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JPulvino

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  1. Boston I think you have two completely separate questions here which i'm not sure why you are tying together. Starting with the Commercial item question, I would say regardless of whether the prime contract is for a commercial item or not, the sub contracts can be for either. For example a radio can be classified as a commercial part, but the individual components might not be commercial, especially as you get into commercial items that meet the 3rd Commerciality Definition "Minor modifications of a type not customarily available in the commercial marketplace made to meet Federal Government requirement" With regards to the Adequate Price Competition, H2H covered that perfectly I think. As the prime is doesn't have to submit due to adequate price competition , then neither do the subcontractors. While they can request "data other than certified cost or pricing data" to assist with price analysis, they shouldn't even be requesting certified data.
  2. I think, like apsofacto said, you might have to look at this from a different direction. For question 1: are you talking about individuals with FAR knowledge on the procurement team, or just an average buyer/member? From my experience most procurement agents with FAR knowledge and who work with compliance personnel will avoid "purposely" evaluating to favorite vendors. However if you get an engineer, or non-professional, involved this if more frequent: where they have a reason for wanting a vendor and will skew towards them where possible. Hence having a diverse team will tend to lead to a more impartial view of the situation. ex: Lead-time, technical knowledge or past performance vs just finding a vendor easier to work with. For question 2: This again depends on the nature and frequency of the questions. While lots of procurement agents may not love seeking answers to the questions, if the are well thought-out and not overly burdensome to the procurement process they won't affect the award. However a vendor that questions every solicitation and specification may be somebody that will slowly be viewed poorly if those questions are deemed frivolous by the customer.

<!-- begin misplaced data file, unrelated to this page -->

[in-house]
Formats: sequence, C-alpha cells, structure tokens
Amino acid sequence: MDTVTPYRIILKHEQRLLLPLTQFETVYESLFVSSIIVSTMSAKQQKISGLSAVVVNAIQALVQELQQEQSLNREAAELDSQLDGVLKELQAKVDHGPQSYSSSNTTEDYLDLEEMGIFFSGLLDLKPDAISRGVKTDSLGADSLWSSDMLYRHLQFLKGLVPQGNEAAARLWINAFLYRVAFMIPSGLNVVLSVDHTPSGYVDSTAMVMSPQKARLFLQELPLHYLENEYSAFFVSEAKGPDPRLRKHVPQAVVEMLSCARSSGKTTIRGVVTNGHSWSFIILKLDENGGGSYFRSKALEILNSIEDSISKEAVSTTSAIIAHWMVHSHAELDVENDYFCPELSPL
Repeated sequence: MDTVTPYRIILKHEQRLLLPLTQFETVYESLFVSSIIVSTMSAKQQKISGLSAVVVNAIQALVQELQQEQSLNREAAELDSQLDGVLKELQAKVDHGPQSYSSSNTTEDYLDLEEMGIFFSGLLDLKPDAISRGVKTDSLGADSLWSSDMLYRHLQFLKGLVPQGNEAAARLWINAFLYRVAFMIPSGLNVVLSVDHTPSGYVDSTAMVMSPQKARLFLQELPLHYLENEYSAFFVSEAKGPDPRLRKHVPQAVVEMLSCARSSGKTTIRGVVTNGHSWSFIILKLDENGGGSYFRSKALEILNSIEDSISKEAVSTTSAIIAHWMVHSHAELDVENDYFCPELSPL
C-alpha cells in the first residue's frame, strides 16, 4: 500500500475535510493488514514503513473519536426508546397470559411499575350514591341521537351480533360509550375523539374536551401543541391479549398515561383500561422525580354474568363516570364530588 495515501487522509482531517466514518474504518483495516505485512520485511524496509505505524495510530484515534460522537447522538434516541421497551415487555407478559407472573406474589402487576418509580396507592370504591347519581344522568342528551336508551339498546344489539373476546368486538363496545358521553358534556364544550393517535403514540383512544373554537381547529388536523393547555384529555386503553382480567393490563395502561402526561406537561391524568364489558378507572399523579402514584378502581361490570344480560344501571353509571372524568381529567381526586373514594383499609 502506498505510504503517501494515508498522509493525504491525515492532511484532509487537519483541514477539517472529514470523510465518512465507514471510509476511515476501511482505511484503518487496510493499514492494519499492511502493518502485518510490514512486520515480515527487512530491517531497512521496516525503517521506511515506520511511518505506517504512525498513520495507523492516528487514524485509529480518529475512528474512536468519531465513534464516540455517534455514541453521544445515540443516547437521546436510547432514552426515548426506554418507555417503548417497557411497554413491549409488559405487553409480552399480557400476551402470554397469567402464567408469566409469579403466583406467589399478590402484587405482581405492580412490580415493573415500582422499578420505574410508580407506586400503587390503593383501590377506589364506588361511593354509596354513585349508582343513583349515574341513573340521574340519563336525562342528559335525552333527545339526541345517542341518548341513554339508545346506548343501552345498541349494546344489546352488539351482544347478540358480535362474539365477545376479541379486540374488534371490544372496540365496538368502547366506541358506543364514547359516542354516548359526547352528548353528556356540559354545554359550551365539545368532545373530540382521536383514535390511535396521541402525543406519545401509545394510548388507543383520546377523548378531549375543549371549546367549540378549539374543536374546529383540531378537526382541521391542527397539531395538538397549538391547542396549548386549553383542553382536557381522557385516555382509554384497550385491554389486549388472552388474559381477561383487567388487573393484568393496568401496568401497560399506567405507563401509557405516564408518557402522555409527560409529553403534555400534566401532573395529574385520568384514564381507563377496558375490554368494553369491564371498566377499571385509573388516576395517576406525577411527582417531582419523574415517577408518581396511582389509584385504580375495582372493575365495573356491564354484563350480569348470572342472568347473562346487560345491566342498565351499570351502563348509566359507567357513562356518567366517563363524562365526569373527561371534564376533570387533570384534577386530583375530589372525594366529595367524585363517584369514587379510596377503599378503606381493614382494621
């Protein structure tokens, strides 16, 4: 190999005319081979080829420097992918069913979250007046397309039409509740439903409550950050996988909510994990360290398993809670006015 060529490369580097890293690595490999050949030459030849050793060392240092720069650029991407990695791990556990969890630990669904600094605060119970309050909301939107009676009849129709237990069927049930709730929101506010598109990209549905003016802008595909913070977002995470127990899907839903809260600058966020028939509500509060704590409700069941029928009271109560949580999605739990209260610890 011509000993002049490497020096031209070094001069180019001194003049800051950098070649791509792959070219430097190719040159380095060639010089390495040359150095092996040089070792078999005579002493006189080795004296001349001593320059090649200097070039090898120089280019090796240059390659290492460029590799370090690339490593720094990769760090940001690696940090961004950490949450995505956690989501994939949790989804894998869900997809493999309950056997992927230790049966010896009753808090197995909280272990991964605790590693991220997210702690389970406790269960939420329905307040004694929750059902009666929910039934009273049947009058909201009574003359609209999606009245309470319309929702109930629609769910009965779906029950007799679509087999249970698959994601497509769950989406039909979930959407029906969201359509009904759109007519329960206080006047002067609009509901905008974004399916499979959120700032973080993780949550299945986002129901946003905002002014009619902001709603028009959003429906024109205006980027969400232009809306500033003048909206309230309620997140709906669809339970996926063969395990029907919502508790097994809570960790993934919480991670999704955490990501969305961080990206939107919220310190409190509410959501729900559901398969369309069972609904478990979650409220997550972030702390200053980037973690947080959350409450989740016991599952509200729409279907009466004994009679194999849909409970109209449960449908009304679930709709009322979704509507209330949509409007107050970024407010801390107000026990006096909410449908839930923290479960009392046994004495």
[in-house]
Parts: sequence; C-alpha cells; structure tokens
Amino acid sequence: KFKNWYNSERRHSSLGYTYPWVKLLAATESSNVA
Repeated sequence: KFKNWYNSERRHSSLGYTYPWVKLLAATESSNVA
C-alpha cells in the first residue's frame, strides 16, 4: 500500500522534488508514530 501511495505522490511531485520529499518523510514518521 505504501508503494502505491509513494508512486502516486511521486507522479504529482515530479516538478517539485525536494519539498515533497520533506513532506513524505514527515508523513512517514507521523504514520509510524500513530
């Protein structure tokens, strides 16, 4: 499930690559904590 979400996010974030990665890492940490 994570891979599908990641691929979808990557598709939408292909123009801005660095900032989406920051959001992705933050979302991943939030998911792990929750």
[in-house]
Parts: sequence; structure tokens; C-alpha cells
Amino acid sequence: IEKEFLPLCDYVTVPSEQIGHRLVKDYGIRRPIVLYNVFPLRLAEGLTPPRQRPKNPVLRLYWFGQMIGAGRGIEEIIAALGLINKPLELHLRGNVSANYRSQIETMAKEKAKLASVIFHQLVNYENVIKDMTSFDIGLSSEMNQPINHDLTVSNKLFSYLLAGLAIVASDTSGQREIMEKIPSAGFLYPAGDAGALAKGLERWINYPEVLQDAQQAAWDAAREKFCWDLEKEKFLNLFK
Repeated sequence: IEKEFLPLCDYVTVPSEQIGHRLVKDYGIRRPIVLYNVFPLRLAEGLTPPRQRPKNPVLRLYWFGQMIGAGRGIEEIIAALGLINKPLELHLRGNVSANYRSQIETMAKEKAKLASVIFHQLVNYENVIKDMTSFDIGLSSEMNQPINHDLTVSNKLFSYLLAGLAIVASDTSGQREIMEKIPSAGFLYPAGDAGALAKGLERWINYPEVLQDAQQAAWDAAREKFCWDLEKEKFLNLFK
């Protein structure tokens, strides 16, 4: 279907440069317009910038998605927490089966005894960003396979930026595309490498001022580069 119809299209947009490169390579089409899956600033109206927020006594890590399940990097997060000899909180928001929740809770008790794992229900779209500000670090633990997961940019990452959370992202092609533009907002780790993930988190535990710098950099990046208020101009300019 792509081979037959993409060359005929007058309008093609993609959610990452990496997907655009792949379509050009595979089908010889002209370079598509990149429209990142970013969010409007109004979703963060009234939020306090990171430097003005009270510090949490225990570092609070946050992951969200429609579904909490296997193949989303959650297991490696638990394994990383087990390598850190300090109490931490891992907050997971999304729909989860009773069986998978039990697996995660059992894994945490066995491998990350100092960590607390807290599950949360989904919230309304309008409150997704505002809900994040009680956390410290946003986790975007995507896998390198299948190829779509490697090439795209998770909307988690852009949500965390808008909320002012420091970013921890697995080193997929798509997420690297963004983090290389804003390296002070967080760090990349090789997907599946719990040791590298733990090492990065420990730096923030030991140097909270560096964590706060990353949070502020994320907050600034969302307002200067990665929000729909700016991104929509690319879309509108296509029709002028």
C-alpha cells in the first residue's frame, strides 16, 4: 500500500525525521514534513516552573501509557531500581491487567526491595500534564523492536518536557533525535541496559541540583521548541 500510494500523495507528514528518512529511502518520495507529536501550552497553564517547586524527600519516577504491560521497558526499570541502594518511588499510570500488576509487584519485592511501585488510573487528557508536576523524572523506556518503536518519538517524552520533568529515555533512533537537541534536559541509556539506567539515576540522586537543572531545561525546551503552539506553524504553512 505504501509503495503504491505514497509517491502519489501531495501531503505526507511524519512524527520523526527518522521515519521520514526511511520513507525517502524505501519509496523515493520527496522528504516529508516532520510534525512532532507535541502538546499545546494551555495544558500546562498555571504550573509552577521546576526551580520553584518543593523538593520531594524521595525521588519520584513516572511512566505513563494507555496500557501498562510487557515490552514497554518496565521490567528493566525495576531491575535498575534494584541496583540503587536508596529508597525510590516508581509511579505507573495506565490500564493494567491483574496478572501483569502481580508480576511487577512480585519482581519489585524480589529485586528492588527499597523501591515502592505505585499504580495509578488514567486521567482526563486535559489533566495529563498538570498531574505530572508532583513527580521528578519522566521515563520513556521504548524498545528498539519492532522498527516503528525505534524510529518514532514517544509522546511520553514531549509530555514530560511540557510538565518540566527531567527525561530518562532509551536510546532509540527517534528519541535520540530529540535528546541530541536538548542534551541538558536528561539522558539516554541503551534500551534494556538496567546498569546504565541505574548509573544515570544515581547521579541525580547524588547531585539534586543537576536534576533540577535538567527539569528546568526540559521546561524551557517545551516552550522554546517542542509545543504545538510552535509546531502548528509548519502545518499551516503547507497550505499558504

3. sdvr, While it's true that each event occurs separately, since the question is what is the chance that "at least one win occurs" you have to looks at all of the probabilities combined. As has been mentioned there are two ways to do this if you think in simple coin flips terms.... Chance of 1 heads in 4 flips, or chance of NOT all 4 flips being tails. Most statisticians will say the 2nd is easier then the first... here's why. One could work out all the separate cases – one head in four tosses, two heads, or three or four. H,H,H,H or H,H,H,T, or H,H,T,T .... etc until T.T.T.H But it's much easier to find the probability of no heads, and subtract that from one: or not T,T,T,T In our case Pr (at least one win in 4 cases) = 1 – Pr (no wins in 4 cases) = 1 – (0.8)4 = 59.04%. Since you have to look at all events, the number isn't just 20% as you start losing cases and then move to level, your next 20% chance is basically taking 20% of the 80% failure to get a L,W scenario. Hope that helps a bit.
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